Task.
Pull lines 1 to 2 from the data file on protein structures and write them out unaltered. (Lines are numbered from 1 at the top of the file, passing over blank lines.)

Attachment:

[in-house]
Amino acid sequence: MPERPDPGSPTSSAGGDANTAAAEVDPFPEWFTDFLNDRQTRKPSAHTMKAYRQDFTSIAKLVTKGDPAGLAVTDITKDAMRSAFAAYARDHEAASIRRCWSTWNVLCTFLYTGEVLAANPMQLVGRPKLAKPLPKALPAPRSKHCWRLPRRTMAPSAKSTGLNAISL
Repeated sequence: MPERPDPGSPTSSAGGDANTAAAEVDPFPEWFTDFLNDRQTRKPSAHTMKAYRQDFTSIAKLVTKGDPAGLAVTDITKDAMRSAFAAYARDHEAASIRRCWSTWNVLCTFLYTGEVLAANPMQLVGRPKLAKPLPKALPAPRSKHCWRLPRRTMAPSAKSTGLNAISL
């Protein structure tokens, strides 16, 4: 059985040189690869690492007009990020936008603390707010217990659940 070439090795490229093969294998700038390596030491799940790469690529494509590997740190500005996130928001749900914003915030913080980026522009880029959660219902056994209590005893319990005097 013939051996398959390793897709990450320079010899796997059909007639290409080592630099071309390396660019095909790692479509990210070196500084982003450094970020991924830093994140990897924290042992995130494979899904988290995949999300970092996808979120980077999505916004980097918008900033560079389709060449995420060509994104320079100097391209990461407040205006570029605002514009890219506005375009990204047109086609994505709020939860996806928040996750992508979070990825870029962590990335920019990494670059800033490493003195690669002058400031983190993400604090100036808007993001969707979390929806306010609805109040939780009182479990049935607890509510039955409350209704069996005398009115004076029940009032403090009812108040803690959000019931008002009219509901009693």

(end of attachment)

[in-house]
Amino acid sequence: MPERPDPGSPTSSAGGDANTAAAEVDPFPEWFTDFLNDRQTRKPSAHTMKAYRQDFTSIAKLVTKGDPAGLAVTDITKDAMRSAFAAYARDHEAASIRRCWSTWNVLCTFLYTGEVLAANPMQLVGRPKLAKPLPKALPAPRSKHCWRLPRRTMAPSAKSTGLNAISL